Social Media: A Powerful Double-Edged Sword
Updated: Apr 27
Social media gives businesses and government offices unprecedented access to their customers. You can reach out directly to clients, users and fans to ask for participation and even to chat directly about anything that relates to an organization’s overall mission. In many ways, it’s a marketer’s dream come true; brands are friends now rather than abstract entities, and that perception is essentially built into the culture of an increasingly digital world. But the other side of that coin is a raft of high expectations, hashtag boycotts and online infamy for ill-timed, incorrectly-worded or generally poorly-judged posts. Is your company taking the right steps to ensure proper oversight and management of your social media accounts?
The TayTweets Disaster
In the language of the digital world, serious errors aren’t mistakes. They’re “fails.” Microsoft suffered a memorable fail in 2016 when one of its teams launched an artificial intelligence chatbot account on Twitter. This account, @TayandYou, was completely automated and run by a computer program, known as a chatbot, designed to mimic human speech based on user input. This bot was named Tay, and the idea was that Microsoft could demonstrate its artificial intelligence capabilities by showing Tay’s language acquisition in real-time.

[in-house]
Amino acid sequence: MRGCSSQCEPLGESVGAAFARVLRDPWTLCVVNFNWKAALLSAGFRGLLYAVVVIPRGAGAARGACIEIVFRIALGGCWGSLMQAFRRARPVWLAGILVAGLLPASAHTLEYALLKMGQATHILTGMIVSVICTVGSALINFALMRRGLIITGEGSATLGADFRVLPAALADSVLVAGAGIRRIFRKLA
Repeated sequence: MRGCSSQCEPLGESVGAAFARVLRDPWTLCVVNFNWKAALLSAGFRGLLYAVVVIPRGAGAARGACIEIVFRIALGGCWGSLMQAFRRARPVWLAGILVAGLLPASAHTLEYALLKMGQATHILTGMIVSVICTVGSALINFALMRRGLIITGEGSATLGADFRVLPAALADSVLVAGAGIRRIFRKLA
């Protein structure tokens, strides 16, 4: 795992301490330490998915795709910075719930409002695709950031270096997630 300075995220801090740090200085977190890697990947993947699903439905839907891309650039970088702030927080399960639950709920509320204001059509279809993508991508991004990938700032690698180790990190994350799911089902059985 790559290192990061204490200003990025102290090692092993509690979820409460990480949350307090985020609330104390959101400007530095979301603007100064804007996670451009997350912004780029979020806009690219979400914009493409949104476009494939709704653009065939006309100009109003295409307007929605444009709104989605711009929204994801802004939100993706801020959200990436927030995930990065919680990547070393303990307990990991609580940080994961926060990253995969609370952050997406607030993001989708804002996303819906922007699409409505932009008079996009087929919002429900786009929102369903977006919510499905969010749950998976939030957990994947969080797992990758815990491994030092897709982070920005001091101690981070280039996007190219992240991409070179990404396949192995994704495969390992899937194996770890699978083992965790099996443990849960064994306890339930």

Twitter users could shape the bot’s speech by tweeting at it directly. What started as an innocent experiment quickly devolved into a flurry of tweets featuring language no brand would ever want to see on one of its official accounts. Within 16 hours, Microsoft locked down the account and protected its existing tweets. It’s nearly impossible to completely delete anything from the internet, and a cursory search will quickly reveal screenshots and other archived images of the things Tay said during those 16 hours.
Learning From and Avoiding Social Fails
It’s easy to look at this situation and wonder how the team in charge of the Taybot account failed to anticipate this outcome. That’s a complex question to answer, but it’s most likely that the team in question was so focused on its tech accomplishment that it neglected to consider the harsh realities of the digital environment. With just a little more oversight and digital community management, this experiment could have played out in a much different and, ultimately, more successful way.
For every “How did nobody catch this?” kind of mistake on social media, there are dozens of brand success stories that highlight savvy use of the medium, such as those from fast food restaurants Wendy’s and Arby’s who have built popularity and online infamy in the right ways. This ultimately results in optimal brand positioning to reach a new audience of customers. Social media is easy to use, but that ease belies the complexity of the medium.